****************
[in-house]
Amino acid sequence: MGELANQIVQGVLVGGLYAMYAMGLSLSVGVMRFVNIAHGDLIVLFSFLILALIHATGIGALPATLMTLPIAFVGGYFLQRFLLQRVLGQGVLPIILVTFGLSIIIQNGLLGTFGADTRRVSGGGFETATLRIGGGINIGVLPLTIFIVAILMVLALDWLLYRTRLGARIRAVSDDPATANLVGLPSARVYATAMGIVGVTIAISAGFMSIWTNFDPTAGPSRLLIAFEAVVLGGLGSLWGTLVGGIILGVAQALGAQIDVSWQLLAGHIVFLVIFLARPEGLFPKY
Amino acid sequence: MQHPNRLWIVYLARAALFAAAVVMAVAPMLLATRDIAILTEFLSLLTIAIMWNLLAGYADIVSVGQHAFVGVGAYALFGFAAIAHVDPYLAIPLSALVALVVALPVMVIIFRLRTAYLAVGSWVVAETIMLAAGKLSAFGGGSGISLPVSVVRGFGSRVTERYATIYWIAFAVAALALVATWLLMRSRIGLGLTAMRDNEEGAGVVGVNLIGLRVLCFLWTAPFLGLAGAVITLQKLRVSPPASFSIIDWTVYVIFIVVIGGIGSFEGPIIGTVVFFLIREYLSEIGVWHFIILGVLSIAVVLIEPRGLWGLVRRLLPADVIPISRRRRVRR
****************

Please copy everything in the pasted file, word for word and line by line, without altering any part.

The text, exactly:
[in-house]
Amino acid sequence: MGELANQIVQGVLVGGLYAMYAMGLSLSVGVMRFVNIAHGDLIVLFSFLILALIHATGIGALPATLMTLPIAFVGGYFLQRFLLQRVLGQGVLPIILVTFGLSIIIQNGLLGTFGADTRRVSGGGFETATLRIGGGINIGVLPLTIFIVAILMVLALDWLLYRTRLGARIRAVSDDPATANLVGLPSARVYATAMGIVGVTIAISAGFMSIWTNFDPTAGPSRLLIAFEAVVLGGLGSLWGTLVGGIILGVAQALGAQIDVSWQLLAGHIVFLVIFLARPEGLFPKY
Amino acid sequence: MQHPNRLWIVYLARAALFAAAVVMAVAPMLLATRDIAILTEFLSLLTIAIMWNLLAGYADIVSVGQHAFVGVGAYALFGFAAIAHVDPYLAIPLSALVALVVALPVMVIIFRLRTAYLAVGSWVVAETIMLAAGKLSAFGGGSGISLPVSVVRGFGSRVTERYATIYWIAFAVAALALVATWLLMRSRIGLGLTAMRDNEEGAGVVGVNLIGLRVLCFLWTAPFLGLAGAVITLQKLRVSPPASFSIIDWTVYVIFIVVIGGIGSFEGPIIGTVVFFLIREYLSEIGVWHFIILGVLSIAVVLIEPRGLWGLVRRLLPADVIPISRRRRVRR